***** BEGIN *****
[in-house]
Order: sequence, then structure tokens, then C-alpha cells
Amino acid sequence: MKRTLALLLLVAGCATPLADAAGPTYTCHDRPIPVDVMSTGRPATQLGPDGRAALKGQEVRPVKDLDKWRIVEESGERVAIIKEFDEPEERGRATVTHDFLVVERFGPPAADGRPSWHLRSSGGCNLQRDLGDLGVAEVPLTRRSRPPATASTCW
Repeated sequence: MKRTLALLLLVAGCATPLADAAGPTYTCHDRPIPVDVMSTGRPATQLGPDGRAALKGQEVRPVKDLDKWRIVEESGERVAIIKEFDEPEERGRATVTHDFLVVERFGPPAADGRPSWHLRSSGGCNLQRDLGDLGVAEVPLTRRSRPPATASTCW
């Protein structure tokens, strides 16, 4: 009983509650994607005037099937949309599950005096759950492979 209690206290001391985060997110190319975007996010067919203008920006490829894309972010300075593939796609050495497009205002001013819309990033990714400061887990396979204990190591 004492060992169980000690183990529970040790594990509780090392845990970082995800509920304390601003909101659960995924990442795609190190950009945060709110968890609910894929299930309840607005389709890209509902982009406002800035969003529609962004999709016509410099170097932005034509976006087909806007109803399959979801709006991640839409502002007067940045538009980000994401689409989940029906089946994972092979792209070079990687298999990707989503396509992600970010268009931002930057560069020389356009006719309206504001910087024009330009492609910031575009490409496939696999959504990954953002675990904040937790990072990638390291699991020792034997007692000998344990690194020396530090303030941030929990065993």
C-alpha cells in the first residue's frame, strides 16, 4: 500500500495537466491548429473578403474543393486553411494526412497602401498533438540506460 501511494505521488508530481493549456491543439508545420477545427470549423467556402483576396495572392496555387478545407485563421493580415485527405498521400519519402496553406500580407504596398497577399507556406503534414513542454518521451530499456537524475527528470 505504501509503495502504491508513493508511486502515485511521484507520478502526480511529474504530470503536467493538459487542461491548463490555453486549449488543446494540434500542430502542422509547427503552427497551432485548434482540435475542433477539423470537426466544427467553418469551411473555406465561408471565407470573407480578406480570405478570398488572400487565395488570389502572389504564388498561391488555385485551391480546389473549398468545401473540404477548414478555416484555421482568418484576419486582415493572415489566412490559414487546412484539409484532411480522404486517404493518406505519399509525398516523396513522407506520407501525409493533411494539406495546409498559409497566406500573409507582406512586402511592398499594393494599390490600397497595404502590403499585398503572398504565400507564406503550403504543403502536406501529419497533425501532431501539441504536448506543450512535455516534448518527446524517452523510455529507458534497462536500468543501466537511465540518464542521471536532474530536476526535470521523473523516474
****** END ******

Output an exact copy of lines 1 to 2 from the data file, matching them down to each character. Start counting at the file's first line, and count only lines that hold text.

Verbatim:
[in-house]
Order: sequence, then structure tokens, then C-alpha cells